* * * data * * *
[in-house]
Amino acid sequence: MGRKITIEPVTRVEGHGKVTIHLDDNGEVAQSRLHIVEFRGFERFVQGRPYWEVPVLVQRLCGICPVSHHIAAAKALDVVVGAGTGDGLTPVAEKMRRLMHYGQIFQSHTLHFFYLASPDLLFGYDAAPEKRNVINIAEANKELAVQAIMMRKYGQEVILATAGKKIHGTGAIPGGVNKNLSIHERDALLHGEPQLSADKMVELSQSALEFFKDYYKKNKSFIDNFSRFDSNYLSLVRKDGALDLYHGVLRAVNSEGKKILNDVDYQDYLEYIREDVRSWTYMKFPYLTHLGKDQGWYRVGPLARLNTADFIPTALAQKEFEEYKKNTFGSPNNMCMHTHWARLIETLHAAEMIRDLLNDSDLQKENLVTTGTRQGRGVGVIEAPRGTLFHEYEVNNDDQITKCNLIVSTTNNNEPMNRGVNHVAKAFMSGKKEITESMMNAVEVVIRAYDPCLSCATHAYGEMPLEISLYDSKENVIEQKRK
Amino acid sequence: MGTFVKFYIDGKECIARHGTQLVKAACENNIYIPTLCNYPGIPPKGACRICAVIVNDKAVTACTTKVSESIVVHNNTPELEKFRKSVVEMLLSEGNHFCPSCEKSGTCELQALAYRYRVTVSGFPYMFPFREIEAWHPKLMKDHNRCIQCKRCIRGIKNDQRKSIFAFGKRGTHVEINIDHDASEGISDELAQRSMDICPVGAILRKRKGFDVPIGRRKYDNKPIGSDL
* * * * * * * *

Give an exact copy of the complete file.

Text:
[in-house]
Amino acid sequence: MGRKITIEPVTRVEGHGKVTIHLDDNGEVAQSRLHIVEFRGFERFVQGRPYWEVPVLVQRLCGICPVSHHIAAAKALDVVVGAGTGDGLTPVAEKMRRLMHYGQIFQSHTLHFFYLASPDLLFGYDAAPEKRNVINIAEANKELAVQAIMMRKYGQEVILATAGKKIHGTGAIPGGVNKNLSIHERDALLHGEPQLSADKMVELSQSALEFFKDYYKKNKSFIDNFSRFDSNYLSLVRKDGALDLYHGVLRAVNSEGKKILNDVDYQDYLEYIREDVRSWTYMKFPYLTHLGKDQGWYRVGPLARLNTADFIPTALAQKEFEEYKKNTFGSPNNMCMHTHWARLIETLHAAEMIRDLLNDSDLQKENLVTTGTRQGRGVGVIEAPRGTLFHEYEVNNDDQITKCNLIVSTTNNNEPMNRGVNHVAKAFMSGKKEITESMMNAVEVVIRAYDPCLSCATHAYGEMPLEISLYDSKENVIEQKRK
Amino acid sequence: MGTFVKFYIDGKECIARHGTQLVKAACENNIYIPTLCNYPGIPPKGACRICAVIVNDKAVTACTTKVSESIVVHNNTPELEKFRKSVVEMLLSEGNHFCPSCEKSGTCELQALAYRYRVTVSGFPYMFPFREIEAWHPKLMKDHNRCIQCKRCIRGIKNDQRKSIFAFGKRGTHVEINIDHDASEGISDELAQRSMDICPVGAILRKRKGFDVPIGRRKYDNKPIGSDL